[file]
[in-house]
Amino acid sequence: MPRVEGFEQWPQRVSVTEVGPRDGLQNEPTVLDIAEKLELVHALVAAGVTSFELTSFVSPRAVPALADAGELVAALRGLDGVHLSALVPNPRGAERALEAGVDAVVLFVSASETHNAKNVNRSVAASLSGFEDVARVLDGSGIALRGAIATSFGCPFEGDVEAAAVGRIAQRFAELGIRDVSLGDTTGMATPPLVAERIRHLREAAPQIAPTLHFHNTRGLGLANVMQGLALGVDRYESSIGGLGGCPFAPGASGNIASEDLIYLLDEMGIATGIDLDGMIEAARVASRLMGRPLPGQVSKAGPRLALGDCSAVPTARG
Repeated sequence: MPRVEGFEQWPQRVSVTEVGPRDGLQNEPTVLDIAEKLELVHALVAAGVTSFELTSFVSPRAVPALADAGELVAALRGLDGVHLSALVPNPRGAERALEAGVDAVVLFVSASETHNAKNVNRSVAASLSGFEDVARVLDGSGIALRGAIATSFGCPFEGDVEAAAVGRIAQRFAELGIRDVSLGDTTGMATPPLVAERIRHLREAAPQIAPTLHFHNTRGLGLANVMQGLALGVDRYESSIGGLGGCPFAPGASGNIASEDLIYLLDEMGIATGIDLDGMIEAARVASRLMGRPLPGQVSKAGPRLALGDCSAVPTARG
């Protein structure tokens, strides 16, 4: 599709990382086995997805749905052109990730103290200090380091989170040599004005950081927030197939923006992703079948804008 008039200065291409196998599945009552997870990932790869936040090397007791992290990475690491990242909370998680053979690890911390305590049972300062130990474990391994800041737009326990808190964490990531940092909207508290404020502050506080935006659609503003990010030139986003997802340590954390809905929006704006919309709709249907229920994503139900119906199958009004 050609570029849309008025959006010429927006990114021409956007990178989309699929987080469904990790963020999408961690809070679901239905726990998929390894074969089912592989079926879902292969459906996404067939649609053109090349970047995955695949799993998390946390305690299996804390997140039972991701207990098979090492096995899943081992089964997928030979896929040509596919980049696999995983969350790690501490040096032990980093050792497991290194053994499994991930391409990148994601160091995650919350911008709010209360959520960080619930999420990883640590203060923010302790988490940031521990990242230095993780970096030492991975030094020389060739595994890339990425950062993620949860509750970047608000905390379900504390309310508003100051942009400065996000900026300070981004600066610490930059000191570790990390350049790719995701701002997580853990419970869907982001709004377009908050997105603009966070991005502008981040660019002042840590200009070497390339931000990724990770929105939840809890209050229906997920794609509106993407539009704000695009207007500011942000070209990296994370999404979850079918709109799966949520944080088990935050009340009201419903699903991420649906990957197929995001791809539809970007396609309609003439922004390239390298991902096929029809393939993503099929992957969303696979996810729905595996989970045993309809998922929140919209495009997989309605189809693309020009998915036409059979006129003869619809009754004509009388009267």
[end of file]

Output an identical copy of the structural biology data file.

[in-house]
Amino acid sequence: MPRVEGFEQWPQRVSVTEVGPRDGLQNEPTVLDIAEKLELVHALVAAGVTSFELTSFVSPRAVPALADAGELVAALRGLDGVHLSALVPNPRGAERALEAGVDAVVLFVSASETHNAKNVNRSVAASLSGFEDVARVLDGSGIALRGAIATSFGCPFEGDVEAAAVGRIAQRFAELGIRDVSLGDTTGMATPPLVAERIRHLREAAPQIAPTLHFHNTRGLGLANVMQGLALGVDRYESSIGGLGGCPFAPGASGNIASEDLIYLLDEMGIATGIDLDGMIEAARVASRLMGRPLPGQVSKAGPRLALGDCSAVPTARG
Repeated sequence: MPRVEGFEQWPQRVSVTEVGPRDGLQNEPTVLDIAEKLELVHALVAAGVTSFELTSFVSPRAVPALADAGELVAALRGLDGVHLSALVPNPRGAERALEAGVDAVVLFVSASETHNAKNVNRSVAASLSGFEDVARVLDGSGIALRGAIATSFGCPFEGDVEAAAVGRIAQRFAELGIRDVSLGDTTGMATPPLVAERIRHLREAAPQIAPTLHFHNTRGLGLANVMQGLALGVDRYESSIGGLGGCPFAPGASGNIASEDLIYLLDEMGIATGIDLDGMIEAARVASRLMGRPLPGQVSKAGPRLALGDCSAVPTARG
């Protein structure tokens, strides 16, 4: 599709990382086995997805749905052109990730103290200090380091989170040599004005950081927030197939923006992703079948804008 008039200065291409196998599945009552997870990932790869936040090397007791992290990475690491990242909370998680053979690890911390305590049972300062130990474990391994800041737009326990808190964490990531940092909207508290404020502050506080935006659609503003990010030139986003997802340590954390809905929006704006919309709709249907229920994503139900119906199958009004 050609570029849309008025959006010429927006990114021409956007990178989309699929987080469904990790963020999408961690809070679901239905726990998929390894074969089912592989079926879902292969459906996404067939649609053109090349970047995955695949799993998390946390305690299996804390997140039972991701207990098979090492096995899943081992089964997928030979896929040509596919980049696999995983969350790690501490040096032990980093050792497991290194053994499994991930391409990148994601160091995650919350911008709010209360959520960080619930999420990883640590203060923010302790988490940031521990990242230095993780970096030492991975030094020389060739595994890339990425950062993620949860509750970047608000905390379900504390309310508003100051942009400065996000900026300070981004600066610490930059000191570790990390350049790719995701701002997580853990419970869907982001709004377009908050997105603009966070991005502008981040660019002042840590200009070497390339931000990724990770929105939840809890209050229906997920794609509106993407539009704000695009207007500011942000070209990296994370999404979850079918709109799966949520944080088990935050009340009201419903699903991420649906990957197929995001791809539809970007396609309609003439922004390239390298991902096929029809393939993503099929992957969303696979996810729905595996989970045993309809998922929140919209495009997989309605189809693309020009998915036409059979006129003869619809009754004509009388009267």